I don't know if this question is best suited for this stack exchange, but I couldn't think of a better stack exchange. I want to know, which field of study is more rigorous, mathematics or philosophy? Personally, I believe it is mathematics, because philosophy has a lot of imprecise concepts, like causation, intension, conceivability, etc, which are not amenable to formalization. Mathematics, on the other hand, can be formalized in a computer and proofs of theorems can be checked mechanically. True, in practice, mathematicians use human-readable arguments rather than axiomatic derivations. But in principle, everything in mathematics can be formalized. However, I would be very interested to hear good arguments from both sides, and then I might change my mind.
Rigor is a methodological concept: it only applies to the system of analysis used within a particular investigation, as a measure of how thoroughly that investigation conformed to the intellectual standards of the field. The term isn't generally applied to an entire field, because trying to apply it to something like 'Mathematics' or 'Philosophy' would basically be an assertion that the specified field has no intellectual standards whatsoever, which is tendentious at best.
Mathematics is a closed, formal system. Investigations in Maths mean conforming to specific, pre-defined rules of symbolic transformation. Being non-rigorous in Maths means breaking one of those rules (intentionally or accidentally) for no good reason. Those violations can be sneaky and subtle, lost in a mass of other perfectly rigorous math, but once they are found they are usually D'oh moments in which it becomes obvious that rigor failed.
Philosophy is an open system which occasionally uses formal symbolic transformations (aka logic) but which extends well beyond it to reasoned argumentation. Rigor in philosophy is a matter of internal consistency and external acuity: seeing the way the world is and analyzing it systematically. It's hard to see non-rigorous philosophy until one digs into the nitty-gritty of an analysis, but that doesn't mean that philosophical investigations are less rigorous than mathematical ones, just that mathematical rigor is easier to see.
In both mathematics and philosophy the goal is the creative application of the system to produce productive results. Rigor is a secondary methodological check that keeps creative applications from imploding into nonsense. It's an important concept, but we should keep it in its lane.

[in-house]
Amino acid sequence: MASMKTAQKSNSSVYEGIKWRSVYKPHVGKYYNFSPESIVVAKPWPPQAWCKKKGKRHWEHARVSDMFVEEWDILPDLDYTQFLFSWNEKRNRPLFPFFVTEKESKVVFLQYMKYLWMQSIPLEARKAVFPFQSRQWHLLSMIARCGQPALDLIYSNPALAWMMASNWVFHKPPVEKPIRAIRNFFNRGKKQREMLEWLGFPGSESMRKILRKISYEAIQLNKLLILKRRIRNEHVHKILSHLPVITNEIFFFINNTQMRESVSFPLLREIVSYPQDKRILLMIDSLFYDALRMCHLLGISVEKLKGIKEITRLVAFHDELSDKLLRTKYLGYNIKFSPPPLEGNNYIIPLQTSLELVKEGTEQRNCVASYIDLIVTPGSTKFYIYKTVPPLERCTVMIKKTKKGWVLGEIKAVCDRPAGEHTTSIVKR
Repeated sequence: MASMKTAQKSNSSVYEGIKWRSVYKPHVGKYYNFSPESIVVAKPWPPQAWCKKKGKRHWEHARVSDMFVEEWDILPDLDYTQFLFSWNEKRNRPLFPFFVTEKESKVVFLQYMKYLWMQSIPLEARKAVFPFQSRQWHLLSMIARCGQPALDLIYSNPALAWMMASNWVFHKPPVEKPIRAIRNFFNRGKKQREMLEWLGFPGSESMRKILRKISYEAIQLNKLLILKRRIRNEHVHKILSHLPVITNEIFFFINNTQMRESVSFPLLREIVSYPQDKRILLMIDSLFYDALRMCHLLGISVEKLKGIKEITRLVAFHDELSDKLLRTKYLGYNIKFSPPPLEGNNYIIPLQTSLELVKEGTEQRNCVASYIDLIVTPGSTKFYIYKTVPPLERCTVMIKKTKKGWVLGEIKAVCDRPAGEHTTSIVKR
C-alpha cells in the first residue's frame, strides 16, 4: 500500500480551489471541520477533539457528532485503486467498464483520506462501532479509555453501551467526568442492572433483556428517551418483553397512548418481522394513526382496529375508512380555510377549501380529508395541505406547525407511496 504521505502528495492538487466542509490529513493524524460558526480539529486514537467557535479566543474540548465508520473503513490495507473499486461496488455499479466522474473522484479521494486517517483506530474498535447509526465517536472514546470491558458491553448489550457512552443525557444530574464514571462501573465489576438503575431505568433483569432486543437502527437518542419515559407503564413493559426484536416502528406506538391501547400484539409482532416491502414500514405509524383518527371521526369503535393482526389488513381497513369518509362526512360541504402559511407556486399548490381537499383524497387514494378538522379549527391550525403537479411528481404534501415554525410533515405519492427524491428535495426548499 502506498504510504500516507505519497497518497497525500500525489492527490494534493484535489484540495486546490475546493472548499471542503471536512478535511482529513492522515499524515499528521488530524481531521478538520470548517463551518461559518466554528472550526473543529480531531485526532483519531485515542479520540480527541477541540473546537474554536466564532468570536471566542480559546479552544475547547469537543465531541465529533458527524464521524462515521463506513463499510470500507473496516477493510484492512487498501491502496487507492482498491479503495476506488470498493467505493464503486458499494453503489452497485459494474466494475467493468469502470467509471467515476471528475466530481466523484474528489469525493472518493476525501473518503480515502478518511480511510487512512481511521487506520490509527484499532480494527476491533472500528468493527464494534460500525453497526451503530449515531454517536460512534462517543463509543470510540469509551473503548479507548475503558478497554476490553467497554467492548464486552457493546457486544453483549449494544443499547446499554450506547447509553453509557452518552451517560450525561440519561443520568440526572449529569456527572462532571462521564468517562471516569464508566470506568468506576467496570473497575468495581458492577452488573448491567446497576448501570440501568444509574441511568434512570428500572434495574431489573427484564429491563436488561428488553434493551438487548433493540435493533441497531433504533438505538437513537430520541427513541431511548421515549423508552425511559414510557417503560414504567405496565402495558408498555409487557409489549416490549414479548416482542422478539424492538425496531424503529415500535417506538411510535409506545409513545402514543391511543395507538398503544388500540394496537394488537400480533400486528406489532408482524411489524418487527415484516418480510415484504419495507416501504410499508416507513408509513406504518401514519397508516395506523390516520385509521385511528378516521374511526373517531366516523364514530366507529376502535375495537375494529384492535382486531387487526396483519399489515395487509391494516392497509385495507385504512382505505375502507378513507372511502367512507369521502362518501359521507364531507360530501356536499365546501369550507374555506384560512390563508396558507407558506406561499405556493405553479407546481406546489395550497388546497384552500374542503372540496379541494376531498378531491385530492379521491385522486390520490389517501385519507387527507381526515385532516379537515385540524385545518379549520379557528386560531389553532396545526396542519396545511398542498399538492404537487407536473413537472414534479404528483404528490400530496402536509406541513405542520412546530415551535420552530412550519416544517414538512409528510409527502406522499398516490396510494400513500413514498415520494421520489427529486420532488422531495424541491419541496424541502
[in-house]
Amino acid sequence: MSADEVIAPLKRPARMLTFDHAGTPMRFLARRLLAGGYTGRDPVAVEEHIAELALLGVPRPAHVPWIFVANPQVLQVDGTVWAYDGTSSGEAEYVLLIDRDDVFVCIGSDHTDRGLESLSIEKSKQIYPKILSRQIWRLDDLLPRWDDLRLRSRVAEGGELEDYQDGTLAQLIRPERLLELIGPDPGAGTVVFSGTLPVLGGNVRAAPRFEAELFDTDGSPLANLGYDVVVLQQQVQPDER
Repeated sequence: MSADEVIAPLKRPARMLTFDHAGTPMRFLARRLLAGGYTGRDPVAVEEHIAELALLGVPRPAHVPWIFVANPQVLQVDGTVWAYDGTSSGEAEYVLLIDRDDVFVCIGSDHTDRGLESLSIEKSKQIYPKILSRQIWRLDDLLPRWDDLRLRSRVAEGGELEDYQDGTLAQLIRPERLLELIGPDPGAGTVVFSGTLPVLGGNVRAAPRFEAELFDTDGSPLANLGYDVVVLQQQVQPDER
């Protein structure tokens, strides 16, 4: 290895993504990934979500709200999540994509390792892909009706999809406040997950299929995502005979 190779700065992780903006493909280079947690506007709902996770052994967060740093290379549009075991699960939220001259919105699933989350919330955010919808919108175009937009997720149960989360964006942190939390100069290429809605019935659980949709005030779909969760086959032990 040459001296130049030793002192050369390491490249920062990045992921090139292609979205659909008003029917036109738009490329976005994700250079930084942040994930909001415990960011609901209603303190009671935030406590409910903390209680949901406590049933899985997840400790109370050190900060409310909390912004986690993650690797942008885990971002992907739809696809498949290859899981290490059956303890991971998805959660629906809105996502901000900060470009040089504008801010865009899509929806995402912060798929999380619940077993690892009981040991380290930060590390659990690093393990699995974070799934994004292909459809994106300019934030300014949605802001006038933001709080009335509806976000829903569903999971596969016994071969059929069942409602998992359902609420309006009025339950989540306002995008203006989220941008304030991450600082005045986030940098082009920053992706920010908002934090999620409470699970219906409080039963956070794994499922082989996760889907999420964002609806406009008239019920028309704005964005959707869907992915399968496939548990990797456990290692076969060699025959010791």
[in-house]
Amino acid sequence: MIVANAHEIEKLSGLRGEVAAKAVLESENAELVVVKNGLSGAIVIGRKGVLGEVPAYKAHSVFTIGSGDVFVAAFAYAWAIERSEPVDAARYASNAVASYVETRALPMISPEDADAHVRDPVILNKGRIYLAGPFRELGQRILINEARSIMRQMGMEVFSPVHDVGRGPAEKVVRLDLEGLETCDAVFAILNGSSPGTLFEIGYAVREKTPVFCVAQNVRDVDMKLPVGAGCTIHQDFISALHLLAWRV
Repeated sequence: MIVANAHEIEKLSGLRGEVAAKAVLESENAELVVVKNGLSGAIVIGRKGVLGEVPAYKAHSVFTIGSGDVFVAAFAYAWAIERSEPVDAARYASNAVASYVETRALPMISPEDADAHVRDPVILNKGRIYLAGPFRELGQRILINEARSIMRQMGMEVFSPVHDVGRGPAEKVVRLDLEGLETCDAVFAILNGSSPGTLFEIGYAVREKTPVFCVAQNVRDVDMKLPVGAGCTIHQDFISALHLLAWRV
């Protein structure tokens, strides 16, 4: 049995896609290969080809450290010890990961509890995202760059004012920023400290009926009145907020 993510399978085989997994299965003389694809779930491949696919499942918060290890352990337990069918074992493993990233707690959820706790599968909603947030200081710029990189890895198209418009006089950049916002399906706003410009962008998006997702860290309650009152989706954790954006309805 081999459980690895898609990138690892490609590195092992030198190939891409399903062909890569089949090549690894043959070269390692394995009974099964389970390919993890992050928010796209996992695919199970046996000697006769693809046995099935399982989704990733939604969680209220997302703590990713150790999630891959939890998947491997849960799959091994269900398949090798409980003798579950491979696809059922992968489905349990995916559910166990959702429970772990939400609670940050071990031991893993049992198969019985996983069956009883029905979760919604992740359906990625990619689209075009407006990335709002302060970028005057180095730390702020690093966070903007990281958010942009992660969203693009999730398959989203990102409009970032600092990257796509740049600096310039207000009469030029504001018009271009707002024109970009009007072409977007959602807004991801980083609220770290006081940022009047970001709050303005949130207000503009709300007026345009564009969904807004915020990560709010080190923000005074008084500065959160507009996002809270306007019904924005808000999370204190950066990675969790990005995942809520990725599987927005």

Mathematics was and is intended to furnish precise numerical answers to precisely-posed questions involving numbers and logic. It is intended, by design, to be rigorous. Once the truth of a mathematical proposition has been established, it furnishes a foundation for further propositions and their tests, and the field expands- all on the basis of settled issues.
In contrast, there are no settled issues in philosophy; all its practitioners are free to open up and relitigate old questions based on their personal opinions, not by using numbers but by using human language. It is therefore necessarily less rigorous than mathematics.
The question whether mathematics or philosophy is more "rigorous" depends on what you mean by rigor. If your mention of rigor refers to the technical meaning often attached to it by modern mathematicians, namely the particular foundations for mathematical analysis as established around 1870 by Weierstrass and others, then the question is not entirely meaningful, since philosophy is not mainly concerned with the technical development of mathematical analysis. Thus to make sense of the question, one would need to refer to a more generic meaning of the term "rigor".
Once one starts analyzing the meaning of the term, one of the first things one discovers is that its meaning changed a number of times in the course of the development of mathematics. To give a quick example: in the 17th century, mathematician Paul Guldin published a book containing a number of quadrature results as well as a formulation of the (Pappus-)Guldin theorem on solids of revolution. Guldin attacked Cavalieri's principle (if two plane domains have the same height and the same cross-sectional length at every point along that height, then they have the same area) as unrigorous. Guldin's reason was that applying the principle involves an infinity of comparisons, and since actual infinity was impossible, Cavalieri's principle is incoherent.